The Good Life: Meals Mom Made

Winter brings back a lot of nostalgic memories for me, especially involving some of my favorite meals that my mother made for our family of five.

My momma is a great cook.

Homegirl can't bake, but man, can she cook!

If you're feelin' home-y, try out one of her dishes that we enjoyed so much growing up:

Breakfast:
Hash browns - Shred up those taters and heat up a generous scoop of Crisco, cook 'em until crisp and flip. For the last minute of cooking, slap on a slice (or two) of processed American cheese product. Yes, it's likely that the Crisco and American cheese product will shorten your life expectancy by 2 - 4 years, but it's worth at least one serving.

Egg-in-a-Hole - Butter some bread, use a glass to punch out a hole in the center of the bread, and throw it in a plan. Crack an egg in the hole and flip when ready. The best, easiest, and most kid friendly breakfast around - - unless you are my sister, who gags at the scent of eggs cooking. On those mornings you can bet sister ate cereal.

French Toast - I don't know what it is about mom's French toast, but it's delish! I think she adds vanilla to the egg/milk batter?

Homemade Donuts - Using biscuits from a tube, momma sticks a finger in the center of the biscuit dough before deep frying them. After draining on paper towels, the doughnuts get a toss in sugar. Eat 'em while they're hot, though, because these aren't very good cold.

Toast with Peanut Butter and Brown Sugar - Probably the second-most unhealthy breakfast item I ate as a child was toast with a generous slather of PB, with brown sugar sprinkled on top. Granted, there's not much 'cooking' involved in this breakfast treat, but it is tasty!

Lunch/Dinner: 
Enchiladas - Mom would brown some ground beef, toss in some diced onions, and a can of enchilada sauce. She'd wrap up the mixture in some white flour tortilla shells and top it all off with a huge handfull of cheese. Cook 'em in the oven for about 30-40 minutes, and while waiting, she'd shred some lettuce, slice black olives, dice tomatoes and more onions, and bring out the sour cream. I know it doesn't sound too special, but she is a master at enchiladas! I still request this meal for my birthday!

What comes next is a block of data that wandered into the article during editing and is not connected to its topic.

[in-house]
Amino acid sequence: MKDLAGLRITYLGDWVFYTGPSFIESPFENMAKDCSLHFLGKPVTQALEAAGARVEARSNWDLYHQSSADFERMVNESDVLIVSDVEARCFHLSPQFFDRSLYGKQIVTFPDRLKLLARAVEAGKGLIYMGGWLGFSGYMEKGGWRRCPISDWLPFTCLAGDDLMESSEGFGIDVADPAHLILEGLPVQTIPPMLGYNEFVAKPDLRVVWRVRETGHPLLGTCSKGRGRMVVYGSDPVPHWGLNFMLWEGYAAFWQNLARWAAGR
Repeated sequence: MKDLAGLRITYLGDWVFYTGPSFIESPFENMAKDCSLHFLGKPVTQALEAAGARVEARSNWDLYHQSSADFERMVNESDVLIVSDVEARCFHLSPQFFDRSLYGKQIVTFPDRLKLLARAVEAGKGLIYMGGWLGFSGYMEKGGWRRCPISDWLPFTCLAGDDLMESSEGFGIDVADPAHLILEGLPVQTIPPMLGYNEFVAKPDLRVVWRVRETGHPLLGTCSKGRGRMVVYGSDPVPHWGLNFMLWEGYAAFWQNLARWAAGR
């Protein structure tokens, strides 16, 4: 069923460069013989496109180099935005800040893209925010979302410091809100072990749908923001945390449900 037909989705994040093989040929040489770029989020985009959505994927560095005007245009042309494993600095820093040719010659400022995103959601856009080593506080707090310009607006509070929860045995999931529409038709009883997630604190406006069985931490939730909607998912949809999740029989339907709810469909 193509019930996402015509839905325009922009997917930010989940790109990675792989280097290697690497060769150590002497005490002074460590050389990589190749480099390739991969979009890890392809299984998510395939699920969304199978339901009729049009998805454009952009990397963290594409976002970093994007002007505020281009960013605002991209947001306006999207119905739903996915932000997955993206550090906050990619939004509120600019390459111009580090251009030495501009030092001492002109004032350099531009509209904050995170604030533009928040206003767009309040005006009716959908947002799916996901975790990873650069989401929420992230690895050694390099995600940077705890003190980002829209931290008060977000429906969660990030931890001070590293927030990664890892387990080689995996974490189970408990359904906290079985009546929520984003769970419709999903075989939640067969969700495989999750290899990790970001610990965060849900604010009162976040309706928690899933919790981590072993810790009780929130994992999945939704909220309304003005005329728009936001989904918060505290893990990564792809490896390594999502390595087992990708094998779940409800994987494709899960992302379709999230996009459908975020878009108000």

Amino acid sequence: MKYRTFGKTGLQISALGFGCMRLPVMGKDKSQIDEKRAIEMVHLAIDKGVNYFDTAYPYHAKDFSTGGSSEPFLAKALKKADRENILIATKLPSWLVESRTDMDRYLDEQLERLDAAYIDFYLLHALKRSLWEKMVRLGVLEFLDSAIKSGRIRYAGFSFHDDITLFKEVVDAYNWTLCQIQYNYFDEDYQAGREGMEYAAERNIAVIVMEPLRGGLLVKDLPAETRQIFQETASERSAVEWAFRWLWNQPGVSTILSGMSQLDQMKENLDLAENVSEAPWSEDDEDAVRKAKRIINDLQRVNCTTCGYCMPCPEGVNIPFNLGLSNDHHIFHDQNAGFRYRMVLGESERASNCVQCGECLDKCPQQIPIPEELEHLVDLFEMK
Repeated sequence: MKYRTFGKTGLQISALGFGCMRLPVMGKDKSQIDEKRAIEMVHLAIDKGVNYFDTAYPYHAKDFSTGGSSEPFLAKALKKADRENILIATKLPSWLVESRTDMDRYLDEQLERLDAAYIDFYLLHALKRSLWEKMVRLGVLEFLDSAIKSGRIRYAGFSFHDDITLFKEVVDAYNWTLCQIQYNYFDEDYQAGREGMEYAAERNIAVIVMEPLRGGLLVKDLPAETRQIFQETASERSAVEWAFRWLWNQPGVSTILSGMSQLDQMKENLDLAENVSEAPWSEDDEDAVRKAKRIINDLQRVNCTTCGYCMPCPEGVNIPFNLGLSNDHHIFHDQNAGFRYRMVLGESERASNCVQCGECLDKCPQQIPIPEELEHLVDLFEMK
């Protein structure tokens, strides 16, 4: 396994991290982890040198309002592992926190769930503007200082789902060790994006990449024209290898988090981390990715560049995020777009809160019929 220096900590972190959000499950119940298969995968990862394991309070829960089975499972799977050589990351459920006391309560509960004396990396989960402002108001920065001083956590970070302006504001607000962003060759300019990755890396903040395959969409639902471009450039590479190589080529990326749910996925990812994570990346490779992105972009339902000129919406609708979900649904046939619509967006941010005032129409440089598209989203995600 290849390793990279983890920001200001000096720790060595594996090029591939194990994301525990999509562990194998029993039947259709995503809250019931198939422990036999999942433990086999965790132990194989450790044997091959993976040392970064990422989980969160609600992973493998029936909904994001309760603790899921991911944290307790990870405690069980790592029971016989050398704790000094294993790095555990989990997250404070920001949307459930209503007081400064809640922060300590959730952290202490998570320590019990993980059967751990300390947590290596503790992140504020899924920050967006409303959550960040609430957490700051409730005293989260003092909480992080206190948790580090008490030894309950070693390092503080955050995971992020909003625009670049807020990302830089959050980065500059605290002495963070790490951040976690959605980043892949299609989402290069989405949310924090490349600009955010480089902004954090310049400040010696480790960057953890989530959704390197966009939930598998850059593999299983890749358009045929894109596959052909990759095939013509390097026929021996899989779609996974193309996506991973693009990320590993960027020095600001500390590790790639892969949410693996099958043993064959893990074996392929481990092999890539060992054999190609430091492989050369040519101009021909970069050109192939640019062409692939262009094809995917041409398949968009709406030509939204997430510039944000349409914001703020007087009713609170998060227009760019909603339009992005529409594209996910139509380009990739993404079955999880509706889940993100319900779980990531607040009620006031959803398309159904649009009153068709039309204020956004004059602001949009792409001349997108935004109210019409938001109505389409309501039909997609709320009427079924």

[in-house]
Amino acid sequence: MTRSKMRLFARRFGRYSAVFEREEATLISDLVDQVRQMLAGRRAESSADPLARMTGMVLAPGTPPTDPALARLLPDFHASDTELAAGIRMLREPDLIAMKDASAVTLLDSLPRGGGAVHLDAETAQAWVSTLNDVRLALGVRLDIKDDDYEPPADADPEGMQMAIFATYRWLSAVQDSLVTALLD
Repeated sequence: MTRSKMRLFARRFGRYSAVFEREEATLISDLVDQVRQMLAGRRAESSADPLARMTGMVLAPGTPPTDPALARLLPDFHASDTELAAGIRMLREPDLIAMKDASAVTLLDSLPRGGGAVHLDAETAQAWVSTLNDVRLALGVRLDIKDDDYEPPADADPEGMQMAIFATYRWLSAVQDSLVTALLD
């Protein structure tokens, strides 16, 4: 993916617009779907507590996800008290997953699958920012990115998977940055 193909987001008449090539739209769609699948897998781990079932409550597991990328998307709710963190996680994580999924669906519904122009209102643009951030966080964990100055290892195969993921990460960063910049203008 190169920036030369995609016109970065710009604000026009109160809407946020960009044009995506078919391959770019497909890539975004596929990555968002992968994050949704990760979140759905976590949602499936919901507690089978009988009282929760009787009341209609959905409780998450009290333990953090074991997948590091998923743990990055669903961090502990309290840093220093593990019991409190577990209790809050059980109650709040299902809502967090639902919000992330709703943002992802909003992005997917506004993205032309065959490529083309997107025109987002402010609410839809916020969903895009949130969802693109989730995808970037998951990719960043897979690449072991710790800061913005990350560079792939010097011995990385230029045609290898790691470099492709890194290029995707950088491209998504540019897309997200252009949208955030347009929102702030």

Ham and Bean Soup - Truth be told, I have no idea what is in my mother's ham and bean soup. Not a clue. But it's delish, people! DELICIOUS! And, I know she makes it with her leftover ham. I guess you'll just have to stop by when she's got a Crock Pot of this soup on the counter.

Mashed Potatoes and Gravy - There was something special about my mom's mashed taters. They were mashed to the perfect texture, which was almost smooth with a few chewy lumps. She used butter, pepper, and milk in her taters, and her gravy was always made with drippings from the meal's accompanying meat. I don't recall if she used corn starch or flour to thicken her gravy, but I have memories from when I was young watching my mom shake - with much vigor - the thickening agent in her Tupperware "gravy shaker". Good stuff, baby.

French Dip Sandwiches - Being a farmer's wife, mom had access to lots of beef roasts and got creative when making her French dip sandwiches. We knew it would be a good night when we'd see the hoagie rolls on the counter and see her wisking up au jus. Sometimes she'd sneak a slice of swiss cheese onto the top.

Chicken Wings - My mother had the skills to transform Fareway chicken wings into a glorious "snacky dinner" where we'd munch on leftovers and wings for a meal. Her spice drawer is diverse and packed full, and I know that her wing seasoning was a homemade spice mixture. Perhaps she doesn't even know what she seasons her wings with...or maybe she does. I'll never know.

Tator Tot Casserole - I saved the best for last, people! Oh lawdy, this tator tot casserole is the stuff in which dreams are made. Momma taught me to make this awesome casserole when I left for college in 2003, starting with the meat mixture, which is: some cooked ground beef (whatever amount 'ya got lyin' around), a can of cream of mushroom soup, maybe some canned mushrooms, and some frozen veggies (like peas, carrots, corn, green beans... whatever). Add some salt or pepper to the mixture if you want. I usually add garlic and onion powder. Then, pack the meat mixture into a casserole pan and top with tator tots. I like to neatly arrange my tots in rows, or a circular pattern. Sometimes I just toss 'em on. Whatever works for you. Just spread your wings and fly, people! Do what moves 'ya! But do not, DO NOT! forget to add a healthy handful of shredded cheese to the top of the tots. Bake for about 45 minutes, or until the cheese is golden and the tots are cooked.

Snacks:
CrAAAAAAAAAAzy Crunch - Ok, so this treat is actually one of my father's best recipes, which he acquired from his brother, my uncle Jeff. I have the recipe, but I don't think I have the security clearance to publish it :) Basically, you pop some popcorn, painstakingly sort through the popcorn to eliminate the old maids, whip up a carmel-y mixture (which includes lots of butter!) and pour the mixture over the popcorn while simultaneously stirring as fast as possible. It's a two-man job, and the best people for that job were my dad and sister. Of course, Crazy Crunch is best enjoyed hot, but the caramel mixture just might pull out one of your fillings. No lie.

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